By Kelsea Stahler, Hollywood Staff
After turning the Internet inside out with his totally racist country song ''Accidental Racist,'' Brad Paisley is speaking out in defense of his tune, but he's sure as hell not changing it.
The country song, which is from Paisley's new album, begins with a justification of Paisley's fondness for the Confederate flag, a long-standing symbol of slavery and racism, (hey, he wasn't around when slavery was the norm!) and ends with LL Cool J forgiving Robert E. Lee and thanking Abraham Lincoln for freeing him. Yes, actually.
Now, Paisley has released a statement to Entertainment Weekly, wherein he does everything but apologize. In fact, we've got five instances of him doing the exact opposite (and five other instances that are only making things worse):
1. ''I think that [the song] comes from an honest place in both cases, and that's why it's on there and why I'm so proud of it. This isn't a stunt.''It's really not helping to say you are ''proud'' of the song and that you recorded it fully knowing the implications. That means there's really nothing ''accidental'' about your racism, Brad.
2. ''This isn't something that I just came up with just to be sort of shocking or anything like that. I knew it would be, but I'm sort of doing it in spite of that, really.'' So, you knew you were going to offend people and you still did it?
3. ''I think that we're going through an adolescence in America when it comes to race. You know, it's like we're almost grown up. You have these little moments as a country where it's like, 'Wow things are getting better.' And then you have one where it's like, 'Wow, no they're not.''' Let's all pretend the past didn't happen, because racism is still a problem and forgetting history will totally change that.
4. ''We're all left holding the bag here, left with the burden of these generations. And I think the younger generations are really kind of looking for ways out of this.'' So you want to wave a magic wand and pretend Americans didn't do terrible things and that we shouldn't learn from past mistakes? That only works in a place called Miopic Fantasy Land.
5. ''I just think art has a responsibility to lead the way, and I don't know the answers, but I feel like asking the question is the first step, and we're asking the question in a big way. How do I show my Southern pride? What is offensive to you?'' Yes, it's very ''responsible'' to ask an offensive question and then make us answer it. Also, there is a way to show your Southern pride without invoking the Confederate flag - maybe a shirt with brisket on it? Get creative.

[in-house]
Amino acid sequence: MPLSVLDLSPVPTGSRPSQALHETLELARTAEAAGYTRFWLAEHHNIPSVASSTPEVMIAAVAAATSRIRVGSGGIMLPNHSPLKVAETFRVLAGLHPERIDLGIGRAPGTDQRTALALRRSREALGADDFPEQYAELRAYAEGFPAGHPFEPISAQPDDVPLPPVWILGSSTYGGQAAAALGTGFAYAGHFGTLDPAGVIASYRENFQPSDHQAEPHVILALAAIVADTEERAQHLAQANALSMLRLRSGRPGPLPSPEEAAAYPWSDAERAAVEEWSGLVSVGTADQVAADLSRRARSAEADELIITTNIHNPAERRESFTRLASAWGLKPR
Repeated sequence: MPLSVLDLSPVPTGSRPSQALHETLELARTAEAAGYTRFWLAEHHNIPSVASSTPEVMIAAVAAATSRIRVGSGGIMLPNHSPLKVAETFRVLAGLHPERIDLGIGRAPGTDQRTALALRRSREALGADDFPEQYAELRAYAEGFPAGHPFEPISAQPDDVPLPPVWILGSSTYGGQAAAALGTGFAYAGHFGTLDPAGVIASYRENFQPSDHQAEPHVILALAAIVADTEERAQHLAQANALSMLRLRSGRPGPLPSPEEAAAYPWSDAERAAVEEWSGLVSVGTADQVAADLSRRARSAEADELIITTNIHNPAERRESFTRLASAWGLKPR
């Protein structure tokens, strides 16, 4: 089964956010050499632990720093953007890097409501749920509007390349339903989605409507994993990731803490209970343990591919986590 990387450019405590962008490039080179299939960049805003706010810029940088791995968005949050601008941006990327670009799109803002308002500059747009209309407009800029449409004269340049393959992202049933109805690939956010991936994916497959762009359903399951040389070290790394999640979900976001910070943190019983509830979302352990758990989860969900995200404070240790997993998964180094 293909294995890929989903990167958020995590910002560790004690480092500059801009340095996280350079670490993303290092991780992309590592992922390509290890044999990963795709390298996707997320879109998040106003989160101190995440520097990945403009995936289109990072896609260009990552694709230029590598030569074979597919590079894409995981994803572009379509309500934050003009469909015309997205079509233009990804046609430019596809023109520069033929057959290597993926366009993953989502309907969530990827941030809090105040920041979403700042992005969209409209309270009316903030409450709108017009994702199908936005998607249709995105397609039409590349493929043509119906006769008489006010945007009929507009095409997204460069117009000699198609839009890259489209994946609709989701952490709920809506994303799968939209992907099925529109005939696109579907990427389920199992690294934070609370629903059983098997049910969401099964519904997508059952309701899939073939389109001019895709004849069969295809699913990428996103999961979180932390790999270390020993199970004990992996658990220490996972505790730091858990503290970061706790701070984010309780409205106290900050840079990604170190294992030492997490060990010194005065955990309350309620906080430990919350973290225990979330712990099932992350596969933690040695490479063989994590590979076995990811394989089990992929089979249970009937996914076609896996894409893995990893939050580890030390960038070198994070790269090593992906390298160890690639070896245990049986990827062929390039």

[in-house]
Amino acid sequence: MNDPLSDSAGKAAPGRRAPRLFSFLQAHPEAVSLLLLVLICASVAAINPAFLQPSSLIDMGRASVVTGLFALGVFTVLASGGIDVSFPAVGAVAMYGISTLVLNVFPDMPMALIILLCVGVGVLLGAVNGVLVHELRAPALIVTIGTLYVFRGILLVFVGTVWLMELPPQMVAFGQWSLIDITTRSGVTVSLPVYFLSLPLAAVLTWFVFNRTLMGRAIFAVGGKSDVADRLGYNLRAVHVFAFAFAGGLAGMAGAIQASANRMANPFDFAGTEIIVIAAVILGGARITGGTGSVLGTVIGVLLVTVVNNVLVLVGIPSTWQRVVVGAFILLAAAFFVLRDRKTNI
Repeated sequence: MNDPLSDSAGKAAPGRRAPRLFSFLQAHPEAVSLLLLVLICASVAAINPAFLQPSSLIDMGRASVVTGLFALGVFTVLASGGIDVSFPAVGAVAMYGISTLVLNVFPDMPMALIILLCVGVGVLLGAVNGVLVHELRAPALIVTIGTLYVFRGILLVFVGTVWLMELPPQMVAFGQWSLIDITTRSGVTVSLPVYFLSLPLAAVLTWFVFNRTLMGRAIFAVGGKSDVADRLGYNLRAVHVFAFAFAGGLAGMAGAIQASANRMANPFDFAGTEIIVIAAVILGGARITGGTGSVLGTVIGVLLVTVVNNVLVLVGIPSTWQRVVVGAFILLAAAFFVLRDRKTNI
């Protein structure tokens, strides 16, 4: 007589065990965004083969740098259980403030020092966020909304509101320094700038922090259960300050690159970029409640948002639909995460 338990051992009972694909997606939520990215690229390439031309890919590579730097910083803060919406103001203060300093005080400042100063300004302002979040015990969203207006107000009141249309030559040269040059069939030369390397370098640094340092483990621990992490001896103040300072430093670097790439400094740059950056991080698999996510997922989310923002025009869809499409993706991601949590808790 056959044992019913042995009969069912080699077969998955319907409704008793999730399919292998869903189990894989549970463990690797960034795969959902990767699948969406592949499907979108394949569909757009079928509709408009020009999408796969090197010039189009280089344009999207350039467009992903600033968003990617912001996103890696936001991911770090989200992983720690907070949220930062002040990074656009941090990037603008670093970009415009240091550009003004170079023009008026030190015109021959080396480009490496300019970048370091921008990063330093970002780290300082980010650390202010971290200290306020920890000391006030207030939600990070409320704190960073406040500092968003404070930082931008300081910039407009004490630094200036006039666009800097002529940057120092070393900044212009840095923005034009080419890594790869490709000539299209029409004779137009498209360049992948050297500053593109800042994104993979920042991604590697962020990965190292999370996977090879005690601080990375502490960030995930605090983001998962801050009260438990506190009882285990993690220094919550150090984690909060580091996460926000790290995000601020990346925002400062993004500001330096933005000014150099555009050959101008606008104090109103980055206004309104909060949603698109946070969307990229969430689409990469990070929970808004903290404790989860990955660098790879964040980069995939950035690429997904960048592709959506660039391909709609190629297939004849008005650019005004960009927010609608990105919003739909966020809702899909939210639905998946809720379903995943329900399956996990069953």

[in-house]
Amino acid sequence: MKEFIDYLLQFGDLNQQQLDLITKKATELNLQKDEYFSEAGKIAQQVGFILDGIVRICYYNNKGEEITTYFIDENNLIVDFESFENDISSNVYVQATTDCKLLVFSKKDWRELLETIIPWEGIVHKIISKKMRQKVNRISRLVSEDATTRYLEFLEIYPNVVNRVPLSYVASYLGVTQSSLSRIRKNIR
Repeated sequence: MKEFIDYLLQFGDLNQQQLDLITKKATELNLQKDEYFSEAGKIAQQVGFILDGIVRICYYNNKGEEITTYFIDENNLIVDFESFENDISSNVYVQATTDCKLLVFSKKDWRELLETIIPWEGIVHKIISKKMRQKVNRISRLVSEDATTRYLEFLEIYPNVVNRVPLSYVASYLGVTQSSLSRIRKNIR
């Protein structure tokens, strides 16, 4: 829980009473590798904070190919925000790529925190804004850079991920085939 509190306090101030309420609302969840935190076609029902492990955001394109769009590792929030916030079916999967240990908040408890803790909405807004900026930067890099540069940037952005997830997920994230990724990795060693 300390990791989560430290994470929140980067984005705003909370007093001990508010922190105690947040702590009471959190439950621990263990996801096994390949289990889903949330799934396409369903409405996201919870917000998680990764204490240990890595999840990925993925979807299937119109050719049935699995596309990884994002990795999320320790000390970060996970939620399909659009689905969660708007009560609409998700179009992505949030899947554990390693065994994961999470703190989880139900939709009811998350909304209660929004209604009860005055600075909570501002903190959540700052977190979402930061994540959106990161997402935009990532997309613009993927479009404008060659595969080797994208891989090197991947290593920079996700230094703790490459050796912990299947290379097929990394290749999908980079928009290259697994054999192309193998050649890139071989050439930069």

6. ''[LL's] summation is really that whole let's bygones be bygones and 'If you don't judge my do rag, I won't judge your red flag.' We are comparing an article of clothing to the universal symbol for American slavery - it's apples and shackles, really.
7. ''I'm with my audience 100 percent in the Southern pride thing, in the same way that a Yankees fan is very proud of where he's from - that's LL. We've got pictures of him in a New York Yankees cap doing his vocal, which is so appropriate.'' Sure, but that doesn't negate all the inappropriate things about this song. Plus, I'm missing the part where a sports team and the Civil War are the same thing.
8. ''But, you know, it's such a complicated issue [racism] - I'm reading up on it now, [since] I felt I needed to be well-armed for any discussion.''Maybe you should have done your studying before you released - or even wrote - the song. Don't admit your ignorance, dude.
9. (In response to LL's New York Yankees Hat in the video) ''New York City was all for slavery. They actually voted 60 percent against - or maybe 70 against - Abraham Lincoln because they didn't like the idea of slavery going away because there goes cotton and there goes tobacco trade, you know what I mean? It's very hypocritical to feel like it's just the South's fault.'' Okay, racism existed all over the country, but how does that excuse the part where you want to pretend it never happened?
10. ''It just doesn't do any good to blatantly do things and be like, 'Just get over it.' That's not what we're saying. This is a very sensitive subject, and we're trying to have the discussion in a way that it can help.'' What does ''let bygones be bygones'' mean if not ''just get over it''? Plus, you're forgetting the part where you should probably say something along the lines of, ''I'm sorry I greatly offended large groups of people.''
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